Proper Behavior around Sea Turtles
Would you like a stranger to touch you? Weird, right? Adequate behavior around the wildlife is incredibly important, which is one of the many good reasons why you shouldn't simply go into the ocean without a guide, even while having prior snorkeling experience. Many people already know by now, we hope, that touching, corals, taking organisms out of the water, like sea stars, and chasing sea turtles is not okay. It is in fact illegal to harass sea turtles.
Going with a guide vs going alone
You may think that you are good to go on your own simply because you have done it before and our ocean looks calm and so clear. However, the is not a pool and even at those times when it is flat and clear, there may be strong rip currents.
There are no signs underwater that will lead you to the reef and if you are caught in a rip current without the proper gear or don't know how to manage while being caught in the situation, a person can end up drowning. In certain beach areas around Vieques the currents can normally be stronger than others and when there are rip current advisories, these beaches should conclusively be avoided. We don't share this to be alarming, but so that visitors are more cautious since many shortsighted accidents have happened in the past which could have been avoided.
One of the many ocean creatures in Vieques that most tourists get excited about swimming with are the sea turtles. We enjoy sharing the location during our tours as well as all we know about them with our guests. Beyond everything, it is important that everyone is aware that they are an endangered species, a species of animal or plant that is seriously at risk of extinction. Swimmers should always respect their personal space and move adequately around them. On a whim, we decided to name some of them since we encounter them so often during our tours, like our favorite green turtle Squirt (named after the small turtle in Finding Nemo). Sea turtles have unique marks, they are no all exactly the same and that is how we are able to distinguish them. Also, there are certain characteristics that differentiate them from other species.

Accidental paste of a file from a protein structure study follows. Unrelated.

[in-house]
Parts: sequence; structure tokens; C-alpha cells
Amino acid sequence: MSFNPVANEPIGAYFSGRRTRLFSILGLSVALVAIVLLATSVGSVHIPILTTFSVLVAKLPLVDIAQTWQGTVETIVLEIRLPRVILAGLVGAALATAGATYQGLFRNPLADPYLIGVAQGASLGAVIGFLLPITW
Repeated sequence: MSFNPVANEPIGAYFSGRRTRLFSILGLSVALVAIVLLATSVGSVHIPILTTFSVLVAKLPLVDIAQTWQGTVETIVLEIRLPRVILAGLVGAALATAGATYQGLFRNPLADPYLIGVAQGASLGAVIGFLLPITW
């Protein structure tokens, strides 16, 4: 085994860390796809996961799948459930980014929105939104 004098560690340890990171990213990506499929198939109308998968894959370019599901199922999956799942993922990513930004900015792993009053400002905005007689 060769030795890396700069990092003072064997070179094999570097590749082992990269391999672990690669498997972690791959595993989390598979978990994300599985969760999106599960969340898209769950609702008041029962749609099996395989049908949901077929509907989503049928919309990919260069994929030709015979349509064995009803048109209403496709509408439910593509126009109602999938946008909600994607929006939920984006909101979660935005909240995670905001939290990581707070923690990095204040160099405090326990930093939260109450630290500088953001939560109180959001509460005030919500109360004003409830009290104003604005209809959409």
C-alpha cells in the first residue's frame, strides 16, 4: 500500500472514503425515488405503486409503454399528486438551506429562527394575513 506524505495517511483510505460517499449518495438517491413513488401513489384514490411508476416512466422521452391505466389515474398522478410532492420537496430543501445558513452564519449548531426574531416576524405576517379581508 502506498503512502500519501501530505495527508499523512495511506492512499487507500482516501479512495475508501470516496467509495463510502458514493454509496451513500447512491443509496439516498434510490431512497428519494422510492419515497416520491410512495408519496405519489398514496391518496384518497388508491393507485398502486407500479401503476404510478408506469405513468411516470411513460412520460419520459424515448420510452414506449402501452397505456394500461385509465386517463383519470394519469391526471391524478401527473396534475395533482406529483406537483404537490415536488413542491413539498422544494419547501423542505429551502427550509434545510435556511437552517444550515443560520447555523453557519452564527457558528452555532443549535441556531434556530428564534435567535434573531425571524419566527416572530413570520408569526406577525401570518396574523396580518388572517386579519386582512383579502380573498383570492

How to identify them
Hawksbill: has a beak-like mouth
Green: Has a round head and smooth shell
Loggerhead: Has a wide, block-like head, and four prefrontal scales (two pairs) between its eyes. Its top shell has 5 central plates going down its back, with 5 lateral plates on each side.
Leatherback: They are the easiest to identify, they are mostly black and the only sea turtle that does not have a hard shell.
Rules we have during our tours
Rule number 1: Do not harass or chase the sea turtles or any other sea organism. We are here to coexist with them. We will have a wonderful time as long as we respect their space. When we remain calm, they tend to stay for a longer time close to our group.
Rule number 2: It is illegal to touch sea turtles. Actually do not touch anything, not even the corals, tube worms, nothing. Like you learned in elementary school, keep you hands to yourself. Not many people know this but corals are animals and they get oxygen through their polyps, located on the surface of their bodies. If you touch them, you would be asphyxiating them and corals, unlike humans, are unable to tolerate stress.
Rule number 3: Give the sea turtles their space when they come up for air, which happens every 10 to 15 minutes. When turtles are active and burning energy by moving around because they are eating, they must come up for air and if you remain calm, they might just do so next to you. Again, when this happens, keep your hands to yourself and do not make sudden movements if you don't want to learn how fast a sea turtle can get away from you.
Rule number 4: When and if a sea turtle swims up to the surface near you, the best thing to do is to hug yourself or keep your arms close to your body, do not create sudden movements. This ensures a longer experience for you near the turtle. The calmer we are, the longer the turtle stays near us because it doesn't feel threatened. If you do the opposite, you will then learn how fast they go, sea turtles can swim at bursts of up to 25 mph when they feel unsafe.
Sometimes visitors bring their own go-pros with the longest sticks, if this is you, please do not stick the camera right onto the turtle's face or try to touch the turtle with it.
Go with a guide if you are not familiar with the area, go with a guide if you are not a marine biologist, go with a guide if you want to learn about the local wildlife, and book a tour with Salty Spirit because we cover all of the mentioned above. Even though we are not marine biologists, we do study the marine organisms in our island in their natural habitats and keep up to date with new research or investigation of behavior and physiology of the marine life. Additionally, our tour guides are local and fun.
Be present, cautious, learn about the ocean, and please always be safe!